Praying for rain could become the norm amid global warming
The Beast from the East and record temperatures in Ireland may share some common ground, writes John Sweeney
On July 2, 1887, the following circular was issued by the Church of Ireland Bishop of Meath: "Rev and Dear Brother, The long drought threatens to become a national calamity. Agreeably to the apostolic precept, that 'in all things by prayer and supplication, with thanksgiving, our requests should be declared to God', our Church sanctions public prayers for such changes of weather as may be most conducive to human comfort and prosperity. I therefore authorise you, under the present circumstances, to use the prayer for rain."
In a country where we mostly pray for the rain to stop, this exhortation to pray for drought relief seems to be the only such occurrence over the past three centuries. Droughts in Ireland do not figure prominently in our consciousness.
However, recent work by my colleague Conor Murphy and his team at Maynooth University has demonstrated that, historically, they were much more of a feature of the Irish climate than has been the case over the past 40 years. Indeed, the weather chart for the end of June 1887 is almost identical to that of the end of June 2018. Then, as now, the drought was most severe in the east of the country and led to widespread crop failures and water supply problems. Health concerns were more prominent as the public sewers lacked enough water to flush waste through them.
In an equally severe event in 1893, a suggestion was made to explode dynamite above the city of Dublin to generate rainfall - not a good idea perhaps, but not too far removed from what cloud seeding practices around the world tend to be based on.
Shannon Airport's 32C last Thursday brings long-standing records into range. The highest recorded temperature in Ireland was 33.3C in Kilkenny on June 26 in the midst of the aforementioned drought of 1887.
The highest value of the 20th century was 32.5C in Boora, Co Offaly, on June 29, 1976, again a year marked by drought.
It is a bit puzzling that the highest temperature extremes in Ireland tend to occur at the end of June and not later in the summer. Part of the answer lies in the sea. The sea surface temperatures and the temperatures inland are quite similar in June, around 13.5C. Air flowing from the sea is therefore not subjected to the same uplift and instability that it experiences by July, when the land has warmed up.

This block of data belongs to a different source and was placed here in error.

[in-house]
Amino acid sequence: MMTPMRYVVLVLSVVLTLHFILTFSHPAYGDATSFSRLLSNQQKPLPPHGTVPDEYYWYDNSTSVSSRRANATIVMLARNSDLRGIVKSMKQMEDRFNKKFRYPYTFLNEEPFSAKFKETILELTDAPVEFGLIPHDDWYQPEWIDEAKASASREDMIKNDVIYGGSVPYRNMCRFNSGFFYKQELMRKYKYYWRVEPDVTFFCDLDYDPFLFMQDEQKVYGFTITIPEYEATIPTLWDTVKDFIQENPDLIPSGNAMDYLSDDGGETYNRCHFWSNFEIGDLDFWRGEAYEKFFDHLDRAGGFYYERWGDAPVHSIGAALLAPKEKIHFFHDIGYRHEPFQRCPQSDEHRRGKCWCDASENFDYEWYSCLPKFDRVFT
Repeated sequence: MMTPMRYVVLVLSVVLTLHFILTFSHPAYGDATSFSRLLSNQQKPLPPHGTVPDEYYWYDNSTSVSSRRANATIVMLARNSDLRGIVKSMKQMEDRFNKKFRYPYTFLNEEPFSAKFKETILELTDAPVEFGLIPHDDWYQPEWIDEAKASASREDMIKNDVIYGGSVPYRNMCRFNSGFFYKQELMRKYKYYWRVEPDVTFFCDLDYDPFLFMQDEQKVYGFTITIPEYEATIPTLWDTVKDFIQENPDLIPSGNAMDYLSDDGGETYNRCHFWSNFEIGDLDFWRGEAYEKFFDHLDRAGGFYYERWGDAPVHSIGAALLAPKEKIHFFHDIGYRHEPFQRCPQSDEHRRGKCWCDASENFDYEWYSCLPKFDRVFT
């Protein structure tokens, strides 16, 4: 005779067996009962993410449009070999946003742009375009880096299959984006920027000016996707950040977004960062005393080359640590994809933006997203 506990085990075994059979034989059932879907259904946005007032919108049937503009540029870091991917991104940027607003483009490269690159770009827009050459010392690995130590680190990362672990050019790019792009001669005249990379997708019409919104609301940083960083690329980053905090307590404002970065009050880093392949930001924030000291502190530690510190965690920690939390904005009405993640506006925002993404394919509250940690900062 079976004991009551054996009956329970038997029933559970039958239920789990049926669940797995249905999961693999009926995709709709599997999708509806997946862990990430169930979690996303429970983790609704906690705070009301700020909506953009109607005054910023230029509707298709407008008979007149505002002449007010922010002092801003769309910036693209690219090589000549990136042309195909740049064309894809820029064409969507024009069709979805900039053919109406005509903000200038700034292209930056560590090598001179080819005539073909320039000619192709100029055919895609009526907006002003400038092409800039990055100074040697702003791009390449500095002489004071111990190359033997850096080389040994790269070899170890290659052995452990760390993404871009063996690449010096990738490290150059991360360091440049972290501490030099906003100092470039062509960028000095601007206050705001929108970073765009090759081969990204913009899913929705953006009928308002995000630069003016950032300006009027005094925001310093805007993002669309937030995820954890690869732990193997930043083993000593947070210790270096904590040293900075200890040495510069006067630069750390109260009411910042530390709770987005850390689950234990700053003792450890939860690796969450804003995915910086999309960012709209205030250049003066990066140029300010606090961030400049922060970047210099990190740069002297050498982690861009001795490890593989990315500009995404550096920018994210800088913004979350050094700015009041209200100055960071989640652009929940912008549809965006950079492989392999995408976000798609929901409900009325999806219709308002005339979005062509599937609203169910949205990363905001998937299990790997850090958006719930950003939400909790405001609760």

Indeed, how many holidays have been ruined by the rains of July, when continental Europe heats up and sucks Atlantic air across Ireland in a gigantic sea breeze-type system some climatologists refer to as the European monsoon? Of course it doesn't happen every year, but August tends to be the wettest of the three summer months, especially in eastern Ireland.
The anticyclone which brought the extremes of temperature has begun to drift north and more modest temperatures are likely to prevail in coming days. But the jetstream is still weakly wandering through the high Arctic and conditions remain suitable for further anticyclonic development in the vicinity of Ireland.
Some research now links increased anticyclonic blocking to the rapid warming of the Arctic as the sea ice retreats and the temperature difference between high and low latitudes diminishes.
The driving force for the jetstream is thus weakened and, as it meanders, it facilitates more extreme events of all kinds.
The Beast from the East and the events of June 2018 may therefore have some common ground.
What is clear, though, is that as the world warms extreme events are likely to become more common, even in Ireland.
It seems inevitable that air coming from areas that are 0.5-1C warmer than 30 years ago, and entering an Ireland that is everywhere more than 0.5C warmer than 30 years ago, will challenge long established temperature records. Kilkenny's record high of 1887 will not last too much longer.
Meanwhile, the summer of 2018 continues to remind us how dependent we are on a continuation of the status quo in our water supply and agricultural systems.
Increased vulnerability to climate shocks exists in both categories as urban and rural land use intensification increases. June 2018 yielded 3.8mm of rain in the Phoenix Park in Dublin. Six hours in Malin Head in August last year generated 63mm.
Irish climate is now clearly producing exceptional events. It's something we have to get used to and part of the price we pay for not pulling our weight in tackling climate change.
Oh, and by the way, the Bishop of Meath's prayers were answered. The drought finally broke - in November.
John Sweeney is emeritus professor, Irish Climate Analysis and Research UnitS (Icarus) at Maynooth University